Origin fraud occurs when a food is misrepresented with respect to its geographical origin; it’s a type of fraud that can be categorised as ‘mislabeling’.
Examples of mislabeling include:
- describing a fruit or vegetable as ‘organic’ when it was conventionally grown
- cheeses and meats labeled as kosher or halal that are not
- Spanish olive oil falsely declared as being ‘Italian’. This is origin fraud.
Mislabeling is also called misbranding in some countries. Because it is intended to deceive customers and consumers it is illegal under consumer protection laws and trade/contract laws just about everywhere. Because almost every type of food fraud involves mislabeling to some extent, quoting statistics on mislabeling is difficult. As an example, a botanical supplement labelled as 100% turmeric extract but that actually contains 15% filler is both mislabeled and diluted. To make it even trickier, different organisations using different words to describe similar food fraud activities. Learn more about classifying food fraud types in this great Food Safety Tech Article. Suffice to say, mislabeling fraud is very common and, according to US Grocery Manufacturers Association, it affects around 10% of food products globally.
How do we expose origin fraud? Typically, origin fraud is uncovered after authorities have been tipped off about suspect activity in a supply chain, either by people from within the supply chain or by competitors of the mislabeled product. The evidence used to pursue the fraudsters often comes from either fraudulent documentation, or from testing of finished products. This year we have seen an increase in the use of authenticity testing by representatives of ‘authentic’ brands to expose fraudulent products. This is a trend that I expect to continue as test methods are improved, refined and can more easily be extended to assess specific product attributes.
I have been following this trend with interest and was reading, today, about alleged origin fraud in coffee in the United States. This is a case that is representative of the trend to use sophisticated test methods to authenticate finished product attributes. Another recent example would be honey testing in Australia. In the coffee case, growers from the Kona district of Hawaii have filed a lawsuit against retailers for allegedly selling ‘Kona’ coffee that does not contain a reasonable amount of coffee from the district. Kona coffee production is 2.7 million pounds, however more than 20 million pounds of coffee labelled ‘Kona’ is sold each year. The plaintiffs claim to have analytical test results to support their claims. Nineteen brands of coffee, sold by retailers including Walmart, Cosco and Amazon, have been named in the complaint. Chemical testing technology underpins this current lawsuit, as it allows the coffee growers to show, for the first time, the actual Kona content of the coffee that is being allegedly mislabeled. For this to be possible, the coffee growers would have had to organise for testing laboratories to create a database of chemical test results of authentic samples of Kona coffee. Databases like this are used to model a product’s unique chemical fingerprint using sophisticated mathematical computations. The test method can then be used to compare the ‘fingerprints’ of suspect brands against those of authentic products, such as Kona-grown coffee, and infer the amount of genuine material in each sample. Developing databases for this type of testing is expensive and time consuming. However, there are an increasing number of laboratories that have the machinery, skills and software to perform this work, so it is becoming more accessible to brand owners.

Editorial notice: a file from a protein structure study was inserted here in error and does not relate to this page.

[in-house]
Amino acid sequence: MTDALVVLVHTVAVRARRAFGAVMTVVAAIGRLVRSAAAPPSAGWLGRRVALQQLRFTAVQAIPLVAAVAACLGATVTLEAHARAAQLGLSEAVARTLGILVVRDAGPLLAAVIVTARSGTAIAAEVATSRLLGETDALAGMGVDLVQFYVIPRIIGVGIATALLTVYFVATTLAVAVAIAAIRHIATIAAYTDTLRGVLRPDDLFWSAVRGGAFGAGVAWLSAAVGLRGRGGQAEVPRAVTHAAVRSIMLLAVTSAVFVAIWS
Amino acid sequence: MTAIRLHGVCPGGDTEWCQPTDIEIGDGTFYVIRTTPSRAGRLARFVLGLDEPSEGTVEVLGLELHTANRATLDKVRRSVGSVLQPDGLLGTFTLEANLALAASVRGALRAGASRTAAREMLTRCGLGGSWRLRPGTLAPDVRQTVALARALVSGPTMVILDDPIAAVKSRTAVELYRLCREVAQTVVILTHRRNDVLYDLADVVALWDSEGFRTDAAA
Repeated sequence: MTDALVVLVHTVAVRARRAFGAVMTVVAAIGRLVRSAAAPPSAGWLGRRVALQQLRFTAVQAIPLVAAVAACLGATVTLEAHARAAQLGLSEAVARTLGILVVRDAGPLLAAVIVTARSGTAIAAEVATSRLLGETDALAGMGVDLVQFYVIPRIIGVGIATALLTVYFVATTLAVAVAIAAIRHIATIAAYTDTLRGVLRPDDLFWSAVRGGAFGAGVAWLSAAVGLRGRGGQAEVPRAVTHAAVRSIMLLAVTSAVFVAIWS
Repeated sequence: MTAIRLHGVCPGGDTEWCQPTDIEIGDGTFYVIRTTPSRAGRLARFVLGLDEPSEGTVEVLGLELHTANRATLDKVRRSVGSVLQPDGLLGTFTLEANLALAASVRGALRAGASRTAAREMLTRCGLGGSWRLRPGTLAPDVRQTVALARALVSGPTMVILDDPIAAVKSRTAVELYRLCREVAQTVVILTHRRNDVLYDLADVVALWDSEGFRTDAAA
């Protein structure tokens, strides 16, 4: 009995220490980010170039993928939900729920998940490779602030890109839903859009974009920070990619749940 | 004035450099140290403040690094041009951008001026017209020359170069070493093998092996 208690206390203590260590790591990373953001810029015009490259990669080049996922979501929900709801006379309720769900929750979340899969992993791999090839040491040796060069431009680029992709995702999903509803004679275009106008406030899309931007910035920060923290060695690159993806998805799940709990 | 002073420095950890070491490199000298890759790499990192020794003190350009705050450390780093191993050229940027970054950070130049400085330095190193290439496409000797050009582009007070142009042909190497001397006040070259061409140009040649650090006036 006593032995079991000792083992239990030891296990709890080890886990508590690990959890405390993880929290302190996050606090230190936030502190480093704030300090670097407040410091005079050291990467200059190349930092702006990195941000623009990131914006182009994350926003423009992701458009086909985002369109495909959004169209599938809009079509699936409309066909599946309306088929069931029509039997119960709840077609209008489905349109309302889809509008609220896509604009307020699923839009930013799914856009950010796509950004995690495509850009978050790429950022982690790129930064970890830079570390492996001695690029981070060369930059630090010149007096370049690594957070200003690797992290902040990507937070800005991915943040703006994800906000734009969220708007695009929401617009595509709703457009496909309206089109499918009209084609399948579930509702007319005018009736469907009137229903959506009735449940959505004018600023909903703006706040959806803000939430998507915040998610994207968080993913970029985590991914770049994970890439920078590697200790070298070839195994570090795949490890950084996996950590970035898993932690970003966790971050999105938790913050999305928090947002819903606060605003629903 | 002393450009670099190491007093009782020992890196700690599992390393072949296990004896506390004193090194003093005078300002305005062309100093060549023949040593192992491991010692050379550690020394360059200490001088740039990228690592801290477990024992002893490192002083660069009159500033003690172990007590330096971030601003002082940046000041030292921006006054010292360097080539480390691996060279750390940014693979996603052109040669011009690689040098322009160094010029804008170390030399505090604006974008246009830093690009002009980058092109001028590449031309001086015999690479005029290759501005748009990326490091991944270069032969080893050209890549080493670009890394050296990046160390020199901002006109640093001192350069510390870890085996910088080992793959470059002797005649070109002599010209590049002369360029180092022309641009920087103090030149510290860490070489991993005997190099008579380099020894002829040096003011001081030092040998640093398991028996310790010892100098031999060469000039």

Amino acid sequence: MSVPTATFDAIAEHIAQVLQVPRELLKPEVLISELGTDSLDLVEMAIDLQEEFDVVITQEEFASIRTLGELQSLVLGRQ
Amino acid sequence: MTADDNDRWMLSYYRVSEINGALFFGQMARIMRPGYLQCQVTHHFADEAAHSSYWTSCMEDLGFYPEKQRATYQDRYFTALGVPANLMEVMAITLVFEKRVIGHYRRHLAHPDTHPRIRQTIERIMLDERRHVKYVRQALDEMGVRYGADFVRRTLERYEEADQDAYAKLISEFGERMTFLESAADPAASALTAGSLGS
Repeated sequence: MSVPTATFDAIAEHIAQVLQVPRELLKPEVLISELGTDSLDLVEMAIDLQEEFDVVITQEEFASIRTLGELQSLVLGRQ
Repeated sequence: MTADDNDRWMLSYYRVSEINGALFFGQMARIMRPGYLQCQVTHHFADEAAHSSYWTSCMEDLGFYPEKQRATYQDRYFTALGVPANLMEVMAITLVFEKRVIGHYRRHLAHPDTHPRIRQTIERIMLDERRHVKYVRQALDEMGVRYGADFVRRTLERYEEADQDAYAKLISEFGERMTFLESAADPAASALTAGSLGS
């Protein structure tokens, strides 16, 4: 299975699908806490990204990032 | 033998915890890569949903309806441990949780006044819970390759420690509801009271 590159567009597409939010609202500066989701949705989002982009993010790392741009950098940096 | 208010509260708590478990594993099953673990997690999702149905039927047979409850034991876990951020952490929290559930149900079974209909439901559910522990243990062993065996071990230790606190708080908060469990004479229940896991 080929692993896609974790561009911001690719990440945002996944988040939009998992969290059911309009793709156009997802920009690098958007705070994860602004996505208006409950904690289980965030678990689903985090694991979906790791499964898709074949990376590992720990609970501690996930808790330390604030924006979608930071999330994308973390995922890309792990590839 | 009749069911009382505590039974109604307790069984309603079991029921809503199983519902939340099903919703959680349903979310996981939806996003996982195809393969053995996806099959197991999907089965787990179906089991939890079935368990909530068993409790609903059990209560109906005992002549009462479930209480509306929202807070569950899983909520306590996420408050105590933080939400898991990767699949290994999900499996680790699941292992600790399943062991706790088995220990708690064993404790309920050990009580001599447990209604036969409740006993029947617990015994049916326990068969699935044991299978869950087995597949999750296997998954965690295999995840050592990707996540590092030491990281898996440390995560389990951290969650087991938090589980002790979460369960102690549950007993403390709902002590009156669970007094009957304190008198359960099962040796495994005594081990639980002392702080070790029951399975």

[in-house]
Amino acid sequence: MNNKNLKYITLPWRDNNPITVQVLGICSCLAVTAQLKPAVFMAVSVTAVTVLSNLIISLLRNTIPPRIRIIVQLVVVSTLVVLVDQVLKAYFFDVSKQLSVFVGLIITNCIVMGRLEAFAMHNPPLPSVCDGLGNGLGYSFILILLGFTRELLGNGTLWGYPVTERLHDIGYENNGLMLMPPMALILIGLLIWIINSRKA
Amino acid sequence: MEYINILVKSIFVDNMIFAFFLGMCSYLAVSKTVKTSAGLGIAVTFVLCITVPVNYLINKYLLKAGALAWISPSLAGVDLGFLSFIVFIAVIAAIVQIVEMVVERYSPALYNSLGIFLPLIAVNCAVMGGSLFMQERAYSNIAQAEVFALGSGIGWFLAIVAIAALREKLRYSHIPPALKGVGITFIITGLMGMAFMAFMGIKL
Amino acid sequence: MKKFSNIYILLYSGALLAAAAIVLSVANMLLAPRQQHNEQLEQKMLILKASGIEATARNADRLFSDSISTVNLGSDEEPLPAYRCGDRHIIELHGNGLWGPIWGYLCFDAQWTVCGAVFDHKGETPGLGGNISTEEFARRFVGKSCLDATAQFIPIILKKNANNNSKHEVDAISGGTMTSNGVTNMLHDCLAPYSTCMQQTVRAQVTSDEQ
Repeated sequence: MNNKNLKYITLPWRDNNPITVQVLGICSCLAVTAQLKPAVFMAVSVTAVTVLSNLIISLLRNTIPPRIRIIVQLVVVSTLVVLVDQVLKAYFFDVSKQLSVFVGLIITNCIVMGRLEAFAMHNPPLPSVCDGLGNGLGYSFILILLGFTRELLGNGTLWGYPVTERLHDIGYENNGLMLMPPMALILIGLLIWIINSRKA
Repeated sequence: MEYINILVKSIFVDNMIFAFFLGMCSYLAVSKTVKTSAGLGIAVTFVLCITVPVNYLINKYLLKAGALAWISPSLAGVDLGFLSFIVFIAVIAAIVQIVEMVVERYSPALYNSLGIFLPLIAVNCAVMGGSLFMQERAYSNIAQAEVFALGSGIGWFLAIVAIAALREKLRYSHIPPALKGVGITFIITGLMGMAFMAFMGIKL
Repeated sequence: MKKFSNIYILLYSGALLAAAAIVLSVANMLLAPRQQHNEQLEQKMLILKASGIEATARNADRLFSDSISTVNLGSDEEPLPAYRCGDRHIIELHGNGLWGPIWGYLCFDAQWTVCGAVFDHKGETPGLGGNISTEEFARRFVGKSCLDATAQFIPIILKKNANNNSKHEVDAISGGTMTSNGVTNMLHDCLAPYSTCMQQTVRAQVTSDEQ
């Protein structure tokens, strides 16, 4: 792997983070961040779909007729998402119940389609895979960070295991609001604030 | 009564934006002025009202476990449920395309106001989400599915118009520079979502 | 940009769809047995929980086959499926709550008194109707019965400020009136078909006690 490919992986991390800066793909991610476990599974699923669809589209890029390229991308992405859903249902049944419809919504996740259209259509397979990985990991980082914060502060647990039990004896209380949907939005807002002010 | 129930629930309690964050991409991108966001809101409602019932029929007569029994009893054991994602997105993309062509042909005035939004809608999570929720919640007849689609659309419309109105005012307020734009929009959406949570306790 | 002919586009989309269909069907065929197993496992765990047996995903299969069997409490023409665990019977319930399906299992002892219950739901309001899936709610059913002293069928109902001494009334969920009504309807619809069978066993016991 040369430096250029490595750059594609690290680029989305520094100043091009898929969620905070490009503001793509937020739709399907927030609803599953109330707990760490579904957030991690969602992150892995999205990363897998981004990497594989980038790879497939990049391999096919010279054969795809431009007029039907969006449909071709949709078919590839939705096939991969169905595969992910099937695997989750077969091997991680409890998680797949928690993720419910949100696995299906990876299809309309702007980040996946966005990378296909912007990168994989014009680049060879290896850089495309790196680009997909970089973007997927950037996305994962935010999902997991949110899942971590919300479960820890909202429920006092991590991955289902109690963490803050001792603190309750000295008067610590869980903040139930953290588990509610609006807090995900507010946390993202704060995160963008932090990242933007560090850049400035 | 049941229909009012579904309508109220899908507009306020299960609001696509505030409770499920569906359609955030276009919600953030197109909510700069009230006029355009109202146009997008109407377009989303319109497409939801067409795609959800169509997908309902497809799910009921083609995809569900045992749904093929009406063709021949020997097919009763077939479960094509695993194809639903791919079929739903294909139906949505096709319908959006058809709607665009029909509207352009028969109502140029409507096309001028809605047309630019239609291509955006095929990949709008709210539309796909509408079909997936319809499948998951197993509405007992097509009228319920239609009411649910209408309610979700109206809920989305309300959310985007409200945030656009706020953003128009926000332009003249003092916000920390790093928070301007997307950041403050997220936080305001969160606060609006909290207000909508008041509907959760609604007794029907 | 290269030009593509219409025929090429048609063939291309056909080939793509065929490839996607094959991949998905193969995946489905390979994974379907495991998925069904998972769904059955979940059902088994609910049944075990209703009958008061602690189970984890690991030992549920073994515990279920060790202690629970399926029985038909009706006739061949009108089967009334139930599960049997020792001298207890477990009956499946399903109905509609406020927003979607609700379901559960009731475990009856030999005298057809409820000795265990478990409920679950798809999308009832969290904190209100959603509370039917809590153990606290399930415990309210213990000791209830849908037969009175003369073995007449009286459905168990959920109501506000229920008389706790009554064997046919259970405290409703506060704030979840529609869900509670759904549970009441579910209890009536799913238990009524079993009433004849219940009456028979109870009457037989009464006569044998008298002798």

In cases that do not originate with product testing, it is activities in the supply chain that provide clues to origin fraud. This month there have been reports of origin fraud for a specialty vinegar, Modena balsamic vinegar. Modena balsamic is protected by a special geographical designation under European regulations. According to these rules, Modena balsamic vinegar must be produced using grapes only from certain regions in order to be considered authentically ‘Modena’. A massive fraud involving 15 million Euros worth of materials has been uncovered in Italy after a special operation by local authorities found that the wrong grapes were being used to produce this very expensive product. Although operational details about this investigation are scarce, these types of actions by authorities are often initiated after authorities have received a tip off from someone connected with the supply chain. Another example of such a tip-off includes this recent wine counterfeiting operation in which authorities became aware that a printing shop had received an order for 4,500 wine labels from a company that was not the brand owner.
More tip-offs and more testing are my predictions for 2019 and 2020. These are going to lead to more investigations, complaints and enforcement actions against perpetrators of food fraud. And that’s a win for everyone!
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